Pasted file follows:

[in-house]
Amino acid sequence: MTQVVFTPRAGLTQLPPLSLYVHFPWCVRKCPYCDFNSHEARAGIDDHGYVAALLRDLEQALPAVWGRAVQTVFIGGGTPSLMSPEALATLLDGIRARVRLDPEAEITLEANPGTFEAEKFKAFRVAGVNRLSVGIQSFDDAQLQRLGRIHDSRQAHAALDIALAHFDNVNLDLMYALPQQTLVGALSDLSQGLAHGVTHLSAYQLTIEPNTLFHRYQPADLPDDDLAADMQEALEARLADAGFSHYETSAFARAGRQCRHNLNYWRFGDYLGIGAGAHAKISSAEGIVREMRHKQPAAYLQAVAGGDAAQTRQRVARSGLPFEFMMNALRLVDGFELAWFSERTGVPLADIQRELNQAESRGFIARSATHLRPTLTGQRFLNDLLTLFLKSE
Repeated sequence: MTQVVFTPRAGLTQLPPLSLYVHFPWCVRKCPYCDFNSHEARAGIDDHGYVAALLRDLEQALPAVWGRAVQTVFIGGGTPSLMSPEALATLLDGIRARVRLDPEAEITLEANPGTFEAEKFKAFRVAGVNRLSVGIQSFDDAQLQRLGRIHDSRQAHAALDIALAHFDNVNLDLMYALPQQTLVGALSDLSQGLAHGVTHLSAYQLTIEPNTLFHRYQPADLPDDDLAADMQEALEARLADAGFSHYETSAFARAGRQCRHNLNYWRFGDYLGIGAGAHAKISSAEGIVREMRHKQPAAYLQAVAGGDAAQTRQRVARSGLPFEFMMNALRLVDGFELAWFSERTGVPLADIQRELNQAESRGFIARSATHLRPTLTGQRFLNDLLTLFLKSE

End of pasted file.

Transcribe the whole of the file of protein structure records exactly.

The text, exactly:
[in-house]
Amino acid sequence: MTQVVFTPRAGLTQLPPLSLYVHFPWCVRKCPYCDFNSHEARAGIDDHGYVAALLRDLEQALPAVWGRAVQTVFIGGGTPSLMSPEALATLLDGIRARVRLDPEAEITLEANPGTFEAEKFKAFRVAGVNRLSVGIQSFDDAQLQRLGRIHDSRQAHAALDIALAHFDNVNLDLMYALPQQTLVGALSDLSQGLAHGVTHLSAYQLTIEPNTLFHRYQPADLPDDDLAADMQEALEARLADAGFSHYETSAFARAGRQCRHNLNYWRFGDYLGIGAGAHAKISSAEGIVREMRHKQPAAYLQAVAGGDAAQTRQRVARSGLPFEFMMNALRLVDGFELAWFSERTGVPLADIQRELNQAESRGFIARSATHLRPTLTGQRFLNDLLTLFLKSE
Repeated sequence: MTQVVFTPRAGLTQLPPLSLYVHFPWCVRKCPYCDFNSHEARAGIDDHGYVAALLRDLEQALPAVWGRAVQTVFIGGGTPSLMSPEALATLLDGIRARVRLDPEAEITLEANPGTFEAEKFKAFRVAGVNRLSVGIQSFDDAQLQRLGRIHDSRQAHAALDIALAHFDNVNLDLMYALPQQTLVGALSDLSQGLAHGVTHLSAYQLTIEPNTLFHRYQPADLPDDDLAADMQEALEARLADAGFSHYETSAFARAGRQCRHNLNYWRFGDYLGIGAGAHAKISSAEGIVREMRHKQPAAYLQAVAGGDAAQTRQRVARSGLPFEFMMNALRLVDGFELAWFSERTGVPLADIQRELNQAESRGFIARSATHLRPTLTGQRFLNDLLTLFLKSE